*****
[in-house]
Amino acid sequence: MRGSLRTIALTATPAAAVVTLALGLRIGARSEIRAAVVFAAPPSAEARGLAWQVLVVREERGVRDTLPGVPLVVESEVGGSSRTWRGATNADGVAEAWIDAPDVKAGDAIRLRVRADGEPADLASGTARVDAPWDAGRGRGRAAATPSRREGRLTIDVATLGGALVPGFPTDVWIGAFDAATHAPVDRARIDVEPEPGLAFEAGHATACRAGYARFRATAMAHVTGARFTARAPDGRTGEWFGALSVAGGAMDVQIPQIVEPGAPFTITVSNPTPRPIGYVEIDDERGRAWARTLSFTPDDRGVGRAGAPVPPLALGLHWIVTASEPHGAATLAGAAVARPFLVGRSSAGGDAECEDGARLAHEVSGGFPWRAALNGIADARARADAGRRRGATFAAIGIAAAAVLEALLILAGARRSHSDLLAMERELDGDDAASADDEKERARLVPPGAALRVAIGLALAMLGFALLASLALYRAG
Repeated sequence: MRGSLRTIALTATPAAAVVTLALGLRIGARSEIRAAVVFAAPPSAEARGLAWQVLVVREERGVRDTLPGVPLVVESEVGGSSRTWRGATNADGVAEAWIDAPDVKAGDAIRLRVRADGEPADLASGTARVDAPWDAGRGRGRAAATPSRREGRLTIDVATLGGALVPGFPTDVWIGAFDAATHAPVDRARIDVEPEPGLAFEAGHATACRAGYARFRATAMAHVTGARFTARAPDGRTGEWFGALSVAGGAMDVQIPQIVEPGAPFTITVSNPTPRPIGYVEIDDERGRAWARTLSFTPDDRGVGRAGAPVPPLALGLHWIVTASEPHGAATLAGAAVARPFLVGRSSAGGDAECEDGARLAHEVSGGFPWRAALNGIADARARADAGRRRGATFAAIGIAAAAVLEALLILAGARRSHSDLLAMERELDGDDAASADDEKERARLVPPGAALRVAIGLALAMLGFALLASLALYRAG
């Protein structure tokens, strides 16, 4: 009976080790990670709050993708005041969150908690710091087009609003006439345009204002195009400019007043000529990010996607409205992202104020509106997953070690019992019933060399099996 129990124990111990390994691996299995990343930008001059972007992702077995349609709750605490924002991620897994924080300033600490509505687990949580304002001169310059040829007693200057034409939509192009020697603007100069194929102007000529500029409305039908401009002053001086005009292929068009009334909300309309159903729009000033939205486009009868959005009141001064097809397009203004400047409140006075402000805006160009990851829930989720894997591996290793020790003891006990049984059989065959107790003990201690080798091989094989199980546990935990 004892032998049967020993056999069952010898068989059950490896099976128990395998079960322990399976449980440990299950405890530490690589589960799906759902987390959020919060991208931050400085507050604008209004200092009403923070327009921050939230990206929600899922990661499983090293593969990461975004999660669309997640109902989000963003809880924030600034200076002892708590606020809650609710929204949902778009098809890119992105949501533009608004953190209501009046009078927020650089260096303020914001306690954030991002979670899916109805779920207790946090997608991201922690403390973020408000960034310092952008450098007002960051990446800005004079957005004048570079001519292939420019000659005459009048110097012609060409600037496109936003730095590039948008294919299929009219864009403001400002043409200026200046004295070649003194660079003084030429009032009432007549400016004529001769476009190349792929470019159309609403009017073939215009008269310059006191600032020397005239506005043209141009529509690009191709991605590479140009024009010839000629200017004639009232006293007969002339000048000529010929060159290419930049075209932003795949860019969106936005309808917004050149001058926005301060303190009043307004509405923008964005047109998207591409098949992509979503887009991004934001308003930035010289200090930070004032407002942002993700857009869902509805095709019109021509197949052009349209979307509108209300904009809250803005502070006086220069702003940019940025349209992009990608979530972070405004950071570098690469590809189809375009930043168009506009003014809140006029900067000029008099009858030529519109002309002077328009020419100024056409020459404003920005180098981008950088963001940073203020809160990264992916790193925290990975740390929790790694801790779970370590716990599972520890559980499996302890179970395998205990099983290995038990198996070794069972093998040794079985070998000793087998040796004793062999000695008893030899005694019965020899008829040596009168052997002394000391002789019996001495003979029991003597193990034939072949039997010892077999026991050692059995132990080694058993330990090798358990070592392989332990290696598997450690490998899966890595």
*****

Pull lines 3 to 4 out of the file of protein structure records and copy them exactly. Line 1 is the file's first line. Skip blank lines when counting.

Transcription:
Repeated sequence: MRGSLRTIALTATPAAAVVTLALGLRIGARSEIRAAVVFAAPPSAEARGLAWQVLVVREERGVRDTLPGVPLVVESEVGGSSRTWRGATNADGVAEAWIDAPDVKAGDAIRLRVRADGEPADLASGTARVDAPWDAGRGRGRAAATPSRREGRLTIDVATLGGALVPGFPTDVWIGAFDAATHAPVDRARIDVEPEPGLAFEAGHATACRAGYARFRATAMAHVTGARFTARAPDGRTGEWFGALSVAGGAMDVQIPQIVEPGAPFTITVSNPTPRPIGYVEIDDERGRAWARTLSFTPDDRGVGRAGAPVPPLALGLHWIVTASEPHGAATLAGAAVARPFLVGRSSAGGDAECEDGARLAHEVSGGFPWRAALNGIADARARADAGRRRGATFAAIGIAAAAVLEALLILAGARRSHSDLLAMERELDGDDAASADDEKERARLVPPGAALRVAIGLALAMLGFALLASLALYRAG
């Protein structure tokens, strides 16, 4: 009976080790990670709050993708005041969150908690710091087009609003006439345009204002195009400019007043000529990010996607409205992202104020509106997953070690019992019933060399099996 129990124990111990390994691996299995990343930008001059972007992702077995349609709750605490924002991620897994924080300033600490509505687990949580304002001169310059040829007693200057034409939509192009020697603007100069194929102007000529500029409305039908401009002053001086005009292929068009009334909300309309159903729009000033939205486009009868959005009141001064097809397009203004400047409140006075402000805006160009990851829930989720894997591996290793020790003891006990049984059989065959107790003990201690080798091989094989199980546990935990 004892032998049967020993056999069952010898068989059950490896099976128990395998079960322990399976449980440990299950405890530490690589589960799906759902987390959020919060991208931050400085507050604008209004200092009403923070327009921050939230990206929600899922990661499983090293593969990461975004999660669309997640109902989000963003809880924030600034200076002892708590606020809650609710929204949902778009098809890119992105949501533009608004953190209501009046009078927020650089260096303020914001306690954030991002979670899916109805779920207790946090997608991201922690403390973020408000960034310092952008450098007002960051990446800005004079957005004048570079001519292939420019000659005459009048110097012609060409600037496109936003730095590039948008294919299929009219864009403001400002043409200026200046004295070649003194660079003084030429009032009432007549400016004529001769476009190349792929470019159309609403009017073939215009008269310059006191600032020397005239506005043209141009529509690009191709991605590479140009024009010839000629200017004639009232006293007969002339000048000529010929060159290419930049075209932003795949860019969106936005309808917004050149001058926005301060303190009043307004509405923008964005047109998207591409098949992509979503887009991004934001308003930035010289200090930070004032407002942002993700857009869902509805095709019109021509197949052009349209979307509108209300904009809250803005502070006086220069702003940019940025349209992009990608979530972070405004950071570098690469590809189809375009930043168009506009003014809140006029900067000029008099009858030529519109002309002077328009020419100024056409020459404003920005180098981008950088963001940073203020809160990264992916790193925290990975740390929790790694801790779970370590716990599972520890559980499996302890179970395998205990099983290995038990198996070794069972093998040794079985070998000793087998040796004793062999000695008893030899005694019965020899008829040596009168052997002394000391002789019996001495003979029991003597193990034939072949039997010892077999026991050692059995132990080694058993330990090798358990070592392989332990290696598997450690490998899966890595």